Like many kids, my son likes everything on wheels. Cars, construction machinery, emergency vehicles, trains. Especially trains. He also loves playing in the backyard, and for several summer now, I’ve been thinking how much fun it would be to build a railroad outside. I’ve even kept a little set of tracks with the connections that didn’t fit well with the rest of ours especially for that purpose. But summer after summer, I’ve forgotten to carry out my plan. The summer days are busy with all sorts of fun, and moving houses also doesn’t help.

Kids engineering an outdoor railroad - how fun is that! A perfect summer STEM challenge for our backyard.

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Then, a few days ago, Anselm sat on the couch with the book Old Tracks, New Tricks by Jessica Petersen. It’s a great new book we got a couple of months ago with a very unique style of illustrations. Instead of drawings, it has photographs of the characters – wooden tracks and toy trains. It’s somewhat reminiscent of those classical Thomas the Train cartoons with stop animation, but in this story the tracks are the main characters! Isn’t it fun? I would have never imagined that three wooden tracks could be so spunky and pretty much start a revolution in the playroom!

I think that it makes the story very easy for my son to relate to, because it could happen right on the floor of our playroom. However, the story touches some very broad topics. It is about being adventurous and trying new things: including others in play and inventing new ways to have fun with old toys. Why, the little tracks offer at least a couple dozen original ideas for playing with them! Painting tracks and painting with trains, combining trains with LEGO and making track domino, building a rocket with tracks!..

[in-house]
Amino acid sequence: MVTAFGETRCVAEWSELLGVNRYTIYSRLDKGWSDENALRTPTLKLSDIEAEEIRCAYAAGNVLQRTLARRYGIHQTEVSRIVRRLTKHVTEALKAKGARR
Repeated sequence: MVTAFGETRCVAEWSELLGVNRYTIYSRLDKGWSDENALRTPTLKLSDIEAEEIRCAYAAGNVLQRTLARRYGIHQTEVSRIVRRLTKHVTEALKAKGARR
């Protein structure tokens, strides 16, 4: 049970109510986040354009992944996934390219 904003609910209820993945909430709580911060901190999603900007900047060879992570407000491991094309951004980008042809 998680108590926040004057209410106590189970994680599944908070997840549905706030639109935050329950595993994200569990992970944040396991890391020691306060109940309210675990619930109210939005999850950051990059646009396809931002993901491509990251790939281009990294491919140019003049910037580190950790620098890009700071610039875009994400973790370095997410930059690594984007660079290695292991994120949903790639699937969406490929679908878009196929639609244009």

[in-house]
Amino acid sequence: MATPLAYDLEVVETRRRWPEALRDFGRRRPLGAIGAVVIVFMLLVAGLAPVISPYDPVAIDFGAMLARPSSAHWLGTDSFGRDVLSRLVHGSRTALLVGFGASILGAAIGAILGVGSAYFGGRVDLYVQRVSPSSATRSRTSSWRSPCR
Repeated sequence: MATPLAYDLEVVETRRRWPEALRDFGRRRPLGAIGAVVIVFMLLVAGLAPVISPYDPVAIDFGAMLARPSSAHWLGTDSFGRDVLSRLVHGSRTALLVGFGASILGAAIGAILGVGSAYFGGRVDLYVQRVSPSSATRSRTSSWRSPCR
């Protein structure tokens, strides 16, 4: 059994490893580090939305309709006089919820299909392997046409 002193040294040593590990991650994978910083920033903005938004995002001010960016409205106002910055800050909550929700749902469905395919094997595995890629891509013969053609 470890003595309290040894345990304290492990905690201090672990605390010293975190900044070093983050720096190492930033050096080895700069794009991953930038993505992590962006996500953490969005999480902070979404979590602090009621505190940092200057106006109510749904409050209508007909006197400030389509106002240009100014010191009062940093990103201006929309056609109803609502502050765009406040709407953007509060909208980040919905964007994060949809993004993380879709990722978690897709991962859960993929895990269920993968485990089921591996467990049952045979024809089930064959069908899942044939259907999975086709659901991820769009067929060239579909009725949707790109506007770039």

And there, on the last page, was a picture of a railroad track built in the backyard.

“Mommy, can we build it?” my son asked.

And I enthusiastically responded, “Yes!”

Even though I had initially planned to use the set I kept for this purpose all these summers, as soon as we came into the backyard, excitement got better of us, and we ended up dragging all of our tracks outside.

In the previous years, we made a sandbox for the kids. In the whole summer, they would spend there a couple of hours, so this year we decided not to bother. The place where the sandbox was became a garden for Anselm, and he got a good chunk of our garden space for digging ditches and making mud pies to his heart’s content. That seemed to have worked out a lot better. That was also the spot where we built our railroad.

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Explore your backyard with 10 printable STEAM projects for children! They will learn about nature while playing games, completing engineering challenges, going on scavenger hunts, and making art with natural materials.